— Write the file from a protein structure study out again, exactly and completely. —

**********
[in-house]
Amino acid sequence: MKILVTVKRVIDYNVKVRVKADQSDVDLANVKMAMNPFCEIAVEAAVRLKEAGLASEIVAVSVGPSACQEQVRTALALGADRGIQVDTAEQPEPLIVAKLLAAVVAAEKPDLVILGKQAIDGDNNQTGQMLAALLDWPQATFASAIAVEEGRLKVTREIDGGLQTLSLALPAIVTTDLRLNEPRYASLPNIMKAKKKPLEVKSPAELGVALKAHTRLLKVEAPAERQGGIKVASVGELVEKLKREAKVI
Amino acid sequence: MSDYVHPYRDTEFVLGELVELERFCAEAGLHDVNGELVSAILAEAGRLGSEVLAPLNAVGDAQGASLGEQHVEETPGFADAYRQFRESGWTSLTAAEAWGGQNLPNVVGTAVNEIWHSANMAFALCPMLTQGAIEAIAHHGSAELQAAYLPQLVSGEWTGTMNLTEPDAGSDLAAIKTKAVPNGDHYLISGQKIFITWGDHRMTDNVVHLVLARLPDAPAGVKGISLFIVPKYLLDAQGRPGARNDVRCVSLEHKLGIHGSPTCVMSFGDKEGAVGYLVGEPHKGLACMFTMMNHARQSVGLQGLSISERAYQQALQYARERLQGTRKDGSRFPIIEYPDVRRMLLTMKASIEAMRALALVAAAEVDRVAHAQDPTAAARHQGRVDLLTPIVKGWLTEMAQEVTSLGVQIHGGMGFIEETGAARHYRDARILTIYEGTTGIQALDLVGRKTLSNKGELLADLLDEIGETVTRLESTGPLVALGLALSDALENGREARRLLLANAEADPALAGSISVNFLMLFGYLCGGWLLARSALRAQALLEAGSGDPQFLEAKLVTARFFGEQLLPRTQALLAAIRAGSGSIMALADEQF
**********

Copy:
[in-house]
Amino acid sequence: MKILVTVKRVIDYNVKVRVKADQSDVDLANVKMAMNPFCEIAVEAAVRLKEAGLASEIVAVSVGPSACQEQVRTALALGADRGIQVDTAEQPEPLIVAKLLAAVVAAEKPDLVILGKQAIDGDNNQTGQMLAALLDWPQATFASAIAVEEGRLKVTREIDGGLQTLSLALPAIVTTDLRLNEPRYASLPNIMKAKKKPLEVKSPAELGVALKAHTRLLKVEAPAERQGGIKVASVGELVEKLKREAKVI
Amino acid sequence: MSDYVHPYRDTEFVLGELVELERFCAEAGLHDVNGELVSAILAEAGRLGSEVLAPLNAVGDAQGASLGEQHVEETPGFADAYRQFRESGWTSLTAAEAWGGQNLPNVVGTAVNEIWHSANMAFALCPMLTQGAIEAIAHHGSAELQAAYLPQLVSGEWTGTMNLTEPDAGSDLAAIKTKAVPNGDHYLISGQKIFITWGDHRMTDNVVHLVLARLPDAPAGVKGISLFIVPKYLLDAQGRPGARNDVRCVSLEHKLGIHGSPTCVMSFGDKEGAVGYLVGEPHKGLACMFTMMNHARQSVGLQGLSISERAYQQALQYARERLQGTRKDGSRFPIIEYPDVRRMLLTMKASIEAMRALALVAAAEVDRVAHAQDPTAAARHQGRVDLLTPIVKGWLTEMAQEVTSLGVQIHGGMGFIEETGAARHYRDARILTIYEGTTGIQALDLVGRKTLSNKGELLADLLDEIGETVTRLESTGPLVALGLALSDALENGREARRLLLANAEADPALAGSISVNFLMLFGYLCGGWLLARSALRAQALLEAGSGDPQFLEAKLVTARFFGEQLLPRTQALLAAIRAGSGSIMALADEQF